Setting Up a Hot Tub for the First Time

Even when you've outgrown your stuffed animals and little league gear, a childlike sense of excitement still exists when a new present arrives at your front door, and the bigger the toys, the more excited you are. So when your very first, brand-new hot tub arrives, it's tempting to quickly throw it together at its final resting place. Patience is a virtue, though. Setting up your hot tub right the first time will prevent breakdowns further down the road due to a rushed installation. Here's some valuable steps for setting up a spa.


Owner's Manual

This one is fairly self explanatory. If you know a thing or two about hot tub installation, you may want to wing it, but each spa is different. Reading the owner's manual will help get you used to your particular model and inform you of any details that may differ from other models.

Preparing Your Hot Tub

First, cut off all power to the equipment at the circuit breaker since you will be working with the hot tub equipment inside the cabinet. There are a couple of safety checks to go through before getting into the hot tub setup itself:

    • If not already open, go ahead and open your gate valves. This allows the water to flow through the pump and heater into your spa.

    • To avoid water seepage around the spa, check to see that the drain valve is closed.

Once you've taken safety precautions, it's time to get down and dirty by cleaning the interior of your hot tub with a clean towel and a mild, non-foaming, non-abrasive cleanser. If you use a common household cleaner to do the job, you may wind up with a plethora of problems, including damage to the inner shell, foaming problems, and/or altering the pH balance of the water. If you opt for a natural, earth-friendly cleaner, you won't even have to rinse it out, since they are composed of non-toxic ingredients that won't harm your spa or skin.

Filling Your Hot Tub

First check to see that your filter cartridge is installed. This will start you off on the right foot by filtering your water from the initial pour. A recommended method for filling your hot tub is through a garden hose equipped with a hose end spa pre-filter. This limits the amount of iron, lead or other impurities that may come standard in tap water. Hook up your hose to the filter area and fill the tub up to the water line as designated in your owner's manual. Too little water and you could harm the pump or heater element. Once the tub is full, it's a good idea to check inside the electrical cabinet again and make sure no leakage is occurring around the fittings. Fittings can often jiggle loose during shipping, but a solid hand-tightening should do the trick.

Powering on the Hot Tub

Now it's time to close the cabinet door and turn the power on at the circuit breaker. The owner's manual will describe your hot tub's control system, so glance over it before your initial soak. You are going to have to draw on another childhood lesson at this point: patience. It can take anywhere from seven to 24 hours before the water is thoroughly heated. While you wait, you can check on the jets and control system and make sure they are functioning properly.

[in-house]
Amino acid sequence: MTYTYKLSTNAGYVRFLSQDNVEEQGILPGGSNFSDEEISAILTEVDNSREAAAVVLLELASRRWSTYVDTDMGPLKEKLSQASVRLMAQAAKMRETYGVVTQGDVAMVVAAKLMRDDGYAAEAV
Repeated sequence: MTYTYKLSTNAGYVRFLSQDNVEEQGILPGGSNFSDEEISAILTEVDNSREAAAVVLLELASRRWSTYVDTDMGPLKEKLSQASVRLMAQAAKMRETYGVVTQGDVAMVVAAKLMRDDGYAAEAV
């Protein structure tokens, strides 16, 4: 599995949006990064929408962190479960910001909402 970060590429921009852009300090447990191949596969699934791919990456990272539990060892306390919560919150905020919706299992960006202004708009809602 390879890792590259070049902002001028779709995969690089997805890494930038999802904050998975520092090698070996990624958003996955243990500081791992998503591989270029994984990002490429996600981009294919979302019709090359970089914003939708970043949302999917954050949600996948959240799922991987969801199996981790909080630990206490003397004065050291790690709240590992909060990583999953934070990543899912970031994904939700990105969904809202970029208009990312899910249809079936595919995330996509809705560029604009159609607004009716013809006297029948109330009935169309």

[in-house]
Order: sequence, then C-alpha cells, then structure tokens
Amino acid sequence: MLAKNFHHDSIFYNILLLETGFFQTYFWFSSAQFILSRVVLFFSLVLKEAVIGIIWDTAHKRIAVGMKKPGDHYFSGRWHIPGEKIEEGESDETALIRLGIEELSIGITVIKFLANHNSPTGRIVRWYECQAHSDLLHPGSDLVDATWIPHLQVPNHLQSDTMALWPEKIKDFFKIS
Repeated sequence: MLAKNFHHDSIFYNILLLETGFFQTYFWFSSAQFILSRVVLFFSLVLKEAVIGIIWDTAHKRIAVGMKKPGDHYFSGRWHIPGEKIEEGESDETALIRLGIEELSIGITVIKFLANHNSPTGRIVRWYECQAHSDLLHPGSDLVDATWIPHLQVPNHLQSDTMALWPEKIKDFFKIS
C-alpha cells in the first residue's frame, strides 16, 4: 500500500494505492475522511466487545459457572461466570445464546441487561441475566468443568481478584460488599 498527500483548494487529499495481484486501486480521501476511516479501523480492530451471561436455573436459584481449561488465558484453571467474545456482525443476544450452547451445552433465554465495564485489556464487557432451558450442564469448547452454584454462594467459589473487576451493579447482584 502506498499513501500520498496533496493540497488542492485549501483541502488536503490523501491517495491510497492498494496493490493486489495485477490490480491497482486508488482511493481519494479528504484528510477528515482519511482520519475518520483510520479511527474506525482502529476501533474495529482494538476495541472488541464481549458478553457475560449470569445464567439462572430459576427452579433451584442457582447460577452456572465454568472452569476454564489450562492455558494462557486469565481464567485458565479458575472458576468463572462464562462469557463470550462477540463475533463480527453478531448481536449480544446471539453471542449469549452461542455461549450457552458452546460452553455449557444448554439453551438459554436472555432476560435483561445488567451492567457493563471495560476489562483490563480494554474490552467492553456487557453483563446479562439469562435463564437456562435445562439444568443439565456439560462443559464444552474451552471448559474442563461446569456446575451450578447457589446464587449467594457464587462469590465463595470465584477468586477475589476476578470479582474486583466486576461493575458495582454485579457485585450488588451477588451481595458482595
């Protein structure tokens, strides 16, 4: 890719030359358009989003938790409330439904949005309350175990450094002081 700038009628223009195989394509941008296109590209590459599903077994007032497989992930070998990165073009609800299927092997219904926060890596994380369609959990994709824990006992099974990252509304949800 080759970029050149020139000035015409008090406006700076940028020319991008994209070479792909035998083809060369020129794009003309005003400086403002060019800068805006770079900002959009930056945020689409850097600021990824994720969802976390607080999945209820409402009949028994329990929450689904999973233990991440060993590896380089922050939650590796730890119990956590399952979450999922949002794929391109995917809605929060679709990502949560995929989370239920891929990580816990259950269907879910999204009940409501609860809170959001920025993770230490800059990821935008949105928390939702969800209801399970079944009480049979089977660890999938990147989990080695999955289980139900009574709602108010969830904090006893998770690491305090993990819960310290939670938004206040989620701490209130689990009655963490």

Sanitizing Your Hot Tub

Don't be fooled into thinking that your first time setup is complete after your water is filtered and hot. The water may look crystal clear, but in order for it to remain guarded against bacteria, you need to sanitize your hot tub. An effective spa sanitizer is necessary. One solution is brominating tablets. They provide excellent sanitation conditions without the harsh smell of chlorine. Simply place them in a floating dispenser. They'll slowly dissolve in the warm water, releasing their contents into the circulating water. Another option is the Nature2 spa purifier. This mineral sanitizer fits inside the filter cartridge and slowly releases its minerals over a four-month period, which allows you to use up to 50% less bromine or chlorine in your hot tub.

Testing and Balancing the Water

When you step into the water, it may look clean to the naked eye, but it could actually be carrying remnants of body oils, soaps or fragrances. These irritants can lead to cloudy, foaming or foul-smelling water, so it's important to not only test and balance your water on a continual basis, but also to do it before you even sanitize your hot tub. Keeping the pH level at equilibrium will not only maintain inviting waters but also sustain the life of the equipment. To test the water, you can use testing strips to determine the water's alkaline or acidic nature. To perform this procedure, let the water circulate for a few minutes, then gather a small sample in a glass jar. Dip the test strip into the water, shake off any excess moisture then compare it to the color chart on the bottle. You should have a supply of hot tub chemicals on hand in case you need to make adjustments to the water. Remember that different sanitizers require different testing time periods, so be sure to check the label for an accurate time frame.

You're now ready to go. Although at times it may seem like you're back in a high school science lab, preparing and maintaining your hot tub will soon become second nature. Taking the time to properly install and maintain a clean, comfortable hot tub will be worth the effort, especially when your friends show up unexpectedly!


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